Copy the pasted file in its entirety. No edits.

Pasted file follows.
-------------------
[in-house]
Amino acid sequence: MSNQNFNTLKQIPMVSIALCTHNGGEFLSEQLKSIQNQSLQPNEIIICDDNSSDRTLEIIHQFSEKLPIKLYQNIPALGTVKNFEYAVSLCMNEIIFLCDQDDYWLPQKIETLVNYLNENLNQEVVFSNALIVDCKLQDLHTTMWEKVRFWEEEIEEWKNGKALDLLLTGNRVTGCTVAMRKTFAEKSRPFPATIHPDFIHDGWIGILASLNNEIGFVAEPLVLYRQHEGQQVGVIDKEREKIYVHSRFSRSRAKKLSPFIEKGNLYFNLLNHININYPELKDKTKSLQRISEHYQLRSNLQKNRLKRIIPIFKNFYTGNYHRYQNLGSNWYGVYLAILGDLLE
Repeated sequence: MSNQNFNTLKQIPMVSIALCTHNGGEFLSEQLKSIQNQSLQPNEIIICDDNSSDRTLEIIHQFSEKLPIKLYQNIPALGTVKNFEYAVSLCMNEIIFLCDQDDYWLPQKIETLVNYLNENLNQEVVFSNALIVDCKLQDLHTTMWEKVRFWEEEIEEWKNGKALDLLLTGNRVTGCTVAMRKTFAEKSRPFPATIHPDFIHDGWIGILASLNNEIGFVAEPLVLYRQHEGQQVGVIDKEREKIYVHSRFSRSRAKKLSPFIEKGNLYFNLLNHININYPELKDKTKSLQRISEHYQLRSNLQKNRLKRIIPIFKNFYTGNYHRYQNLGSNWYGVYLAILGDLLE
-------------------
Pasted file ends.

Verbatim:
[in-house]
Amino acid sequence: MSNQNFNTLKQIPMVSIALCTHNGGEFLSEQLKSIQNQSLQPNEIIICDDNSSDRTLEIIHQFSEKLPIKLYQNIPALGTVKNFEYAVSLCMNEIIFLCDQDDYWLPQKIETLVNYLNENLNQEVVFSNALIVDCKLQDLHTTMWEKVRFWEEEIEEWKNGKALDLLLTGNRVTGCTVAMRKTFAEKSRPFPATIHPDFIHDGWIGILASLNNEIGFVAEPLVLYRQHEGQQVGVIDKEREKIYVHSRFSRSRAKKLSPFIEKGNLYFNLLNHININYPELKDKTKSLQRISEHYQLRSNLQKNRLKRIIPIFKNFYTGNYHRYQNLGSNWYGVYLAILGDLLE
Repeated sequence: MSNQNFNTLKQIPMVSIALCTHNGGEFLSEQLKSIQNQSLQPNEIIICDDNSSDRTLEIIHQFSEKLPIKLYQNIPALGTVKNFEYAVSLCMNEIIFLCDQDDYWLPQKIETLVNYLNENLNQEVVFSNALIVDCKLQDLHTTMWEKVRFWEEEIEEWKNGKALDLLLTGNRVTGCTVAMRKTFAEKSRPFPATIHPDFIHDGWIGILASLNNEIGFVAEPLVLYRQHEGQQVGVIDKEREKIYVHSRFSRSRAKKLSPFIEKGNLYFNLLNHININYPELKDKTKSLQRISEHYQLRSNLQKNRLKRIIPIFKNFYTGNYHRYQNLGSNWYGVYLAILGDLLE